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Province of Teruel

Coordinates: 40°40′N 0°40′W / 40.667°N 0.667°W / 40.667; -0.667
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Teruel Province
The Sierra Carrascosa with the Guerrero Romano rock formation near Bordón
The Sierra Carrascosa with the Guerrero Romano rock formation near Bordón
Flag of Teruel Province
Coat of arms of Teruel Province
Map of Spain with Teruel Province highlighted
Map of Spain with Teruel Province highlighted
Coordinates: 40°40′N 0°40′W / 40.667°N 0.667°W / 40.667; -0.667
Autonomous communityAragon Aragon
 • Total14,809 km2 (5,718 sq mi)
 • RankRanked 10th
 2.93% of Spain
 • Total134,572
 • RankRanked 49th
 • Density9.1/km2 (24/sq mi)

Teruel (Catalan: Terol [təˈɾɔl]) is a province of Aragon, in the northeast of Spain. The capital is Teruel.

It is bordered by the provinces of Tarragona, Castellón, Valencia (including its exclave Rincón de Ademuz), Cuenca, Guadalajara, and Zaragoza. The area of the province is 14,809 km². Its population is 134,572 (2018), of whom about a quarter live in the capital, and its population density is 9.36/km². It contains 236 municipalities, of which more than half are villages of under 200 people. Teruel is the second-least populated province of Spain, and also the second-lowest in population density, in both counts after the province of Soria.

The main language throughout the province is Spanish (with official status), although Catalan is spoken in a northeastern area bordering Catalonia.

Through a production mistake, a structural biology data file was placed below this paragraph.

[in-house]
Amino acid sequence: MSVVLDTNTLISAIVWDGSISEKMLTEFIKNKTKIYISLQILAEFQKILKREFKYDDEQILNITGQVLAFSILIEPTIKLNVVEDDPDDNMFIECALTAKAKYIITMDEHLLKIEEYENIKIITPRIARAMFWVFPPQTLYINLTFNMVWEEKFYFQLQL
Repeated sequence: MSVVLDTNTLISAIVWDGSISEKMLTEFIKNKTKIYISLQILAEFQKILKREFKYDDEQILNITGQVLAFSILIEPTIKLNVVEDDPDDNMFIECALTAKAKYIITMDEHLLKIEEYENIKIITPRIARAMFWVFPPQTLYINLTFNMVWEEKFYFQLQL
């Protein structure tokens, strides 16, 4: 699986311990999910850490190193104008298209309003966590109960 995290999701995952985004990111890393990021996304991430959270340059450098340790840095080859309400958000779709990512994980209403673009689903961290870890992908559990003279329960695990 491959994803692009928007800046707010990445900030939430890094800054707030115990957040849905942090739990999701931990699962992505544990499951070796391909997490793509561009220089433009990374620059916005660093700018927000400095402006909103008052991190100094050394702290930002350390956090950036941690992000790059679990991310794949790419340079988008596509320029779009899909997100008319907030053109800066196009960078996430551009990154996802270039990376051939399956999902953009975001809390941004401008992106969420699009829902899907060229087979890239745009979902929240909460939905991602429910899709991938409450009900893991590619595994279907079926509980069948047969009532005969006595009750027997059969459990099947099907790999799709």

This province is located in the mountainous Sistema Ibérico area. The main ranges in the province of Teruel are Sierra de la Virgen, Sierra de Santa Cruz, Sierra de Cucalón, Sierra de San Just, Sierra Carrascosa, Sierra Menera, Sierra Palomera, Sierra de Javalambre, Sierra de Gúdar, Sierra de Albarracín and the Montes Universales, among others.

Depopulation and neglect


Most of the Teruel Province has undergone massive depopulation since the middle of the 20th century. This situation is shared with other areas in Spain, particularly with those near the Iberian mountain range (much of the provinces of Soria, Guadalajara and Cuenca) and with other areas in Aragón.

The exodus from the rural mountain areas in Teruel rose after General Franco's Plan de Estabilización in 1959. The population declined steeply as people migrated towards the industrial areas and the large cities in Spain, leaving behind their small villages where living conditions were often harsh, with cold winters and very basic facilities.

As a consequence there are many ghost towns in different parts of the province.[1]

A great number of surviving towns in Teruel province have only a residual population, reviving somewhat during the summer when a few city-dwellers spend their holidays there. Other causes of the strong emigration have been the low productivity of traditional agricultural practices, like sheep and goat farming, the closing of mines, like the large Sierra Menera mine near Ojos Negros,[2] as well as the lifestyle changes that swept over rural Spain during the second half of the 20th century.[3]

The "Teruel Exists" (Spanish: Teruel existe) movement began at the turn of the 21st century. It is a platform of provincial authorities, institutions and sympathizers seeking to reverse the long-standing neglect of this province.[4]

Population development


The historical population is given in the following chart:



The following Comarcas of Aragon are located in Teruel Province:

Notable people


See also


Notes and references